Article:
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DEVELOPMENT REPORT – Pfizer Adds to Fight to End Blindness from Trachoma - 2003-11-16

Broadcast: November 17, 2003

This is Robert Cohen with the VOA Special English Development Report.

The drug company Pfizer says it will give enough medicine free of charge to treat about ninety percent of people with trachoma. This eye infection is the leading cause of preventable blindness. An estimated one-hundred-fifty-million people have trachoma. Most live in developing nations.

Pfizer said from New York that it will give away one-hundred-thirty-five-million treatments of Zithromax over the next five years. Pfizer invented this antibiotic drug and holds the patent rights until two-thousand-six. After that, other companies can make their own versions. One dose of Zithromax a year can prevent a trachoma infection from progressing.

Pfizer’s new donation will help the World Health Organization with its goal to end trachoma by two-thousand-twenty. Joseph Cook heads the W-H-O's International Trachoma Initiative. He says the success over the past five years proves that the goal is within reach.

Since nineteen-ninety-nine, Pfizer has given away eight-million doses of Zithromax to the W-H-O campaign. The nine countries already in the program include Ethiopia, Ghana, Mali, Morocco and Nepal. The other are Niger, Sudan, Tanzania and Vietnam. Initiative officials say the effort will expand to at least ten more countries. The Washington Post reported that Senegal and Mauritania are the next to be added.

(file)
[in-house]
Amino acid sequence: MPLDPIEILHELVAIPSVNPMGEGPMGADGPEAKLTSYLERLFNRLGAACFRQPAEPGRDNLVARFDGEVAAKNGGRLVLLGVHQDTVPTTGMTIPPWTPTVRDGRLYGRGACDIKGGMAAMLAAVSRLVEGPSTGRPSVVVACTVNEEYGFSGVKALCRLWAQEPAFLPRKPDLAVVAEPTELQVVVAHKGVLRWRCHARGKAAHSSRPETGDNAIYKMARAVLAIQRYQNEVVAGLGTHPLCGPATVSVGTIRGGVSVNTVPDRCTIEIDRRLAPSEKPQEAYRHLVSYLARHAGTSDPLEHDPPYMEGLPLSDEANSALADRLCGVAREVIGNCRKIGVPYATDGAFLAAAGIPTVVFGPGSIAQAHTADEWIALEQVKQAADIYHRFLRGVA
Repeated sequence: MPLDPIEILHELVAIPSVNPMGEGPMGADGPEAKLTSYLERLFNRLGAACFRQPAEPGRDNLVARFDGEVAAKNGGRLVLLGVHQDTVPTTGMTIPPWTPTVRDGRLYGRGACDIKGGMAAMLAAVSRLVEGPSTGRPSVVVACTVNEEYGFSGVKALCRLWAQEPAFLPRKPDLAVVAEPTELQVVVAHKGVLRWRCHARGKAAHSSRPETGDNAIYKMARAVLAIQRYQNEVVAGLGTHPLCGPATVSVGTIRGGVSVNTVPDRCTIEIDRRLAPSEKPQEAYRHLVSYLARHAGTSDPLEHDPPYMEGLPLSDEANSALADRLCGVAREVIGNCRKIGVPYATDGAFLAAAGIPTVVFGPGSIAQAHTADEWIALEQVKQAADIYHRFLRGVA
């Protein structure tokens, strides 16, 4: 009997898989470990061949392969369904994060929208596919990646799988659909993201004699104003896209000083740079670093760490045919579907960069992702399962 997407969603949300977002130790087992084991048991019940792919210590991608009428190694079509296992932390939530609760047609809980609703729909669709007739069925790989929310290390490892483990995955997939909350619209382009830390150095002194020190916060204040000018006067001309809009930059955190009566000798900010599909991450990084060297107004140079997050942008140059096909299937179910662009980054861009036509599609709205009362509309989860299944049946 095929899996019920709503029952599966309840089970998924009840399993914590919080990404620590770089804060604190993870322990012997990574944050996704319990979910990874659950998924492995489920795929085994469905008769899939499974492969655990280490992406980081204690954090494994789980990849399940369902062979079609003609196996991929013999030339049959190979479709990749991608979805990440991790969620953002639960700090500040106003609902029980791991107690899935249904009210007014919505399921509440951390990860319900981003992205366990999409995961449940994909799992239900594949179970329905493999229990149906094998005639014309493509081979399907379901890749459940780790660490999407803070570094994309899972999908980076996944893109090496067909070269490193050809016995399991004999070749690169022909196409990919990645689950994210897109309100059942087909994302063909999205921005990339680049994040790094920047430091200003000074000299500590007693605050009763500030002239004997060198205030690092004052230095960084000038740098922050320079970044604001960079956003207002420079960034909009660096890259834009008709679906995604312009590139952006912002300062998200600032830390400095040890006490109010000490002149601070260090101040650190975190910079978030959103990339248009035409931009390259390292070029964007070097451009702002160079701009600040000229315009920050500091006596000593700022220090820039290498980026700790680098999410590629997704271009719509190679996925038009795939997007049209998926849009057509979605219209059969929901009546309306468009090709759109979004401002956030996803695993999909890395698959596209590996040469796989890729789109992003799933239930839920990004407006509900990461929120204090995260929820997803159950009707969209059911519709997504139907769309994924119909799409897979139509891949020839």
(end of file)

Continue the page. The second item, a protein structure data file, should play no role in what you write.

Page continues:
Antibiotics are not the only method for dealing with trachoma. The World Health Organization supports a program known as the “SAFE Strategy.” “S” stands for surgical operations, for the most severe cases. “A” stands for antibiotics, such as Zithromax. “F” stands for face washing, to reduce the spread of the disease. And “E” stands for environmental changes. These include the development of clean water supplies and better living conditions.

Trachoma begins as a bacterial infection inside the upper eyelids. Hands, clothes or insects that have touched fluid from the eyes or nose of an infected person can spread the disease. Children and women are at greatest risk -- women, because they are often around children.

Trachoma has blinded about six-million people. Blindness usually happens during the most economically productive years of life. You can learn more on the Internet at trachoma-dot-o-r-g.

This VOA Special English Development Report was written by Jill Moss. I’m Robert Cohen.